Third, students at ECS are chosen because they aspire to servant leadership in the Kingdom of God. At Eastwood Christian School a profession of faith must be backed by a pattern of obedience. We are looking for students who want to grow as apprentices of Jesus. Prior to the modern era, teenagers were not warehoused in large impersonal institutions, limited in their contact with adults, given large amounts of discretionary money, time, and freedom. Instead, they were sent off to apprentice with a master craftsman or personal tutor. They were treated as young adults, not children. At age twelve, it was said of Jesus that he "grew in wisdom and stature, and in favor with God and man." We expect nothing less of our students. We are looking for young men and women who are serious about their faith and its implications for their studies. So the third question we ask is "Does the student seek to be an apprentice of Jesus?"

What are the characteristics of an Eastwood Christian School faculty member?
The school stands on the strength of its faculty.  Over half have advanced degrees and all have teaching experience.  There are four criteria that are used in the selection of faculty members: a passion for Jesus, a demonstrated ability to connect with teenagers, administrative cooperation and mastery of an academic discipline.

What is Eastwood Christian School’s commitment to the humanities?
ECS places a priority on the humanities. Language, history, and literature are major pillars upon which the school rests.  For one to understand the great conversation throughout the ages regarding truth, goodness, and beauty, one must be a student of history and literature.  Language is the tool God gave to humans for articulating thought; therefore, it must be mastered at a young age.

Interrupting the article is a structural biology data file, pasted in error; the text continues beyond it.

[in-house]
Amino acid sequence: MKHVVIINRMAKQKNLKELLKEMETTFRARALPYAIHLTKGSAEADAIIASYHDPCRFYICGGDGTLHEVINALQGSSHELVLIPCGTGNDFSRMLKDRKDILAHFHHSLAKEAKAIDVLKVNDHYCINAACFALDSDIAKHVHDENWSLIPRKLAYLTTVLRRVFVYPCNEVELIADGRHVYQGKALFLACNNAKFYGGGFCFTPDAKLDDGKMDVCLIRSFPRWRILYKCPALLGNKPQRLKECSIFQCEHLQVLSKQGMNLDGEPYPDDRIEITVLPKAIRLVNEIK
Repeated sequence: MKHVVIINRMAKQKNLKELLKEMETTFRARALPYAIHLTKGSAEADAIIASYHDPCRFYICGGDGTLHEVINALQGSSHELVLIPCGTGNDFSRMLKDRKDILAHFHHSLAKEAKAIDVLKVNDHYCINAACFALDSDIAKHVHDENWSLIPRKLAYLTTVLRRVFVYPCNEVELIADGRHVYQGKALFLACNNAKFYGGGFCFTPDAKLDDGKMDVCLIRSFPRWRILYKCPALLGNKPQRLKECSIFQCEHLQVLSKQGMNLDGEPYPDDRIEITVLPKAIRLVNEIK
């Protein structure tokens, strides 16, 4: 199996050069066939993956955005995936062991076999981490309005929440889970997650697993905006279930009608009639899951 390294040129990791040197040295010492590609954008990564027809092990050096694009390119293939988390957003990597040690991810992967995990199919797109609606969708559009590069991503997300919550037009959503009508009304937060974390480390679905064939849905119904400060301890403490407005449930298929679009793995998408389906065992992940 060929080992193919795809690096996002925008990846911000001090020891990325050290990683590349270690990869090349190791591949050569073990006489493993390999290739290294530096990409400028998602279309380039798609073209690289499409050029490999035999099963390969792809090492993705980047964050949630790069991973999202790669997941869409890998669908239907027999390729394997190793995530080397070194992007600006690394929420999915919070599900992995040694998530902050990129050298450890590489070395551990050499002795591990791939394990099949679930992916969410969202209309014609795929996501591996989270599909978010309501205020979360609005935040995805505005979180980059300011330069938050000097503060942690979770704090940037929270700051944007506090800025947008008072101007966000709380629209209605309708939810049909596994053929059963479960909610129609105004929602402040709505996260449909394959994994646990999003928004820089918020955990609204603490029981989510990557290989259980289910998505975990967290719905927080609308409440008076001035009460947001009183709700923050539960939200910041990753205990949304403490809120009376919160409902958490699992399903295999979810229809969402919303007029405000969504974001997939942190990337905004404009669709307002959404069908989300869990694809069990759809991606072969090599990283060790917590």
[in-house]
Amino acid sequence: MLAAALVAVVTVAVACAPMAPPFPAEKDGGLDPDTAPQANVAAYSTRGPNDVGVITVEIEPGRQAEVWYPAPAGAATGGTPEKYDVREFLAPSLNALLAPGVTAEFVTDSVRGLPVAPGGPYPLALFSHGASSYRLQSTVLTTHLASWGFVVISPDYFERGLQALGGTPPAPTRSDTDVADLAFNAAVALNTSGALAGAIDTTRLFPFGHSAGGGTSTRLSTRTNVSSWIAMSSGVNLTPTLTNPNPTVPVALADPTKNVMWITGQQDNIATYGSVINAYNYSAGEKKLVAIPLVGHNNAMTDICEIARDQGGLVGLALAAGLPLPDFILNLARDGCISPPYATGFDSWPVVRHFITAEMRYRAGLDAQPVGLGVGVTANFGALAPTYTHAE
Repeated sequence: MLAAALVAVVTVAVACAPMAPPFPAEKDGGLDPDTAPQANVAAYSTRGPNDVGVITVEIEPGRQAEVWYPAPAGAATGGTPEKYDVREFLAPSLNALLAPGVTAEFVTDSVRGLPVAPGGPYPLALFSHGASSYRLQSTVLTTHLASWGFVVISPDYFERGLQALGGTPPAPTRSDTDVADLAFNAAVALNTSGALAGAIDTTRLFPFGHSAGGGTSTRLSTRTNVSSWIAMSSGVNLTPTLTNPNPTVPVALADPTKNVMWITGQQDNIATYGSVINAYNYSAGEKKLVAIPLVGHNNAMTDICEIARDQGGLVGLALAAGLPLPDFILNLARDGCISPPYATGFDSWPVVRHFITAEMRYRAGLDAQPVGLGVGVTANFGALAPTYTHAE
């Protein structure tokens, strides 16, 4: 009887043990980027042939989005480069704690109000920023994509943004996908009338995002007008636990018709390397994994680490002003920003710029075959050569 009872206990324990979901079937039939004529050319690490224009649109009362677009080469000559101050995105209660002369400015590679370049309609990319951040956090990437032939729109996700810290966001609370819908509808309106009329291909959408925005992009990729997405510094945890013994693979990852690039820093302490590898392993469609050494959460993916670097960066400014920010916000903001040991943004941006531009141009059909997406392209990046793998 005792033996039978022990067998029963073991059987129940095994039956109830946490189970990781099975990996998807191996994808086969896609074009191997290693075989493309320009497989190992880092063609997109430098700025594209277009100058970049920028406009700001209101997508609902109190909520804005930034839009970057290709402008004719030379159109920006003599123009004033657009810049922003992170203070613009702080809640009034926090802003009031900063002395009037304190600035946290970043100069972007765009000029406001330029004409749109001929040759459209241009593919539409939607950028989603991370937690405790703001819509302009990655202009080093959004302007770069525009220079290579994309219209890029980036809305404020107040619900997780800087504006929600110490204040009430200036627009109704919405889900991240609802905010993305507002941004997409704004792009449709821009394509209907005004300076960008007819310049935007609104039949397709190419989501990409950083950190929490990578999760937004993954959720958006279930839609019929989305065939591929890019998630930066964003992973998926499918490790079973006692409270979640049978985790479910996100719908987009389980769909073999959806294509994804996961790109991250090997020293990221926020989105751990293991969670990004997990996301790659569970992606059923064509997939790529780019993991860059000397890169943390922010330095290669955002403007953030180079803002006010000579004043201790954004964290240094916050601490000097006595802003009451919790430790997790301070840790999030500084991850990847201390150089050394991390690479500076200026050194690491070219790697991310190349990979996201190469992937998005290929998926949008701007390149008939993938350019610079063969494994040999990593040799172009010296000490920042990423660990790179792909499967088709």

What is Eastwood Christian School’s commitment to mathematics and science?
Eastwood Christian School values the ideas and skills represented in mathematics and science. ECS’s philosophy can be summarized by Galileo Galilei (1623), "The universe, which stands continually open to our gaze, cannot be understood unless one first learns to comprehend the language and interpret the characters in which it is written. It is written in the language of mathematics, without which it is humanly impossible to understand a single word of it." ECS is not simply interested in teaching the procedures of mathematics and science, but the understanding and history underlying them.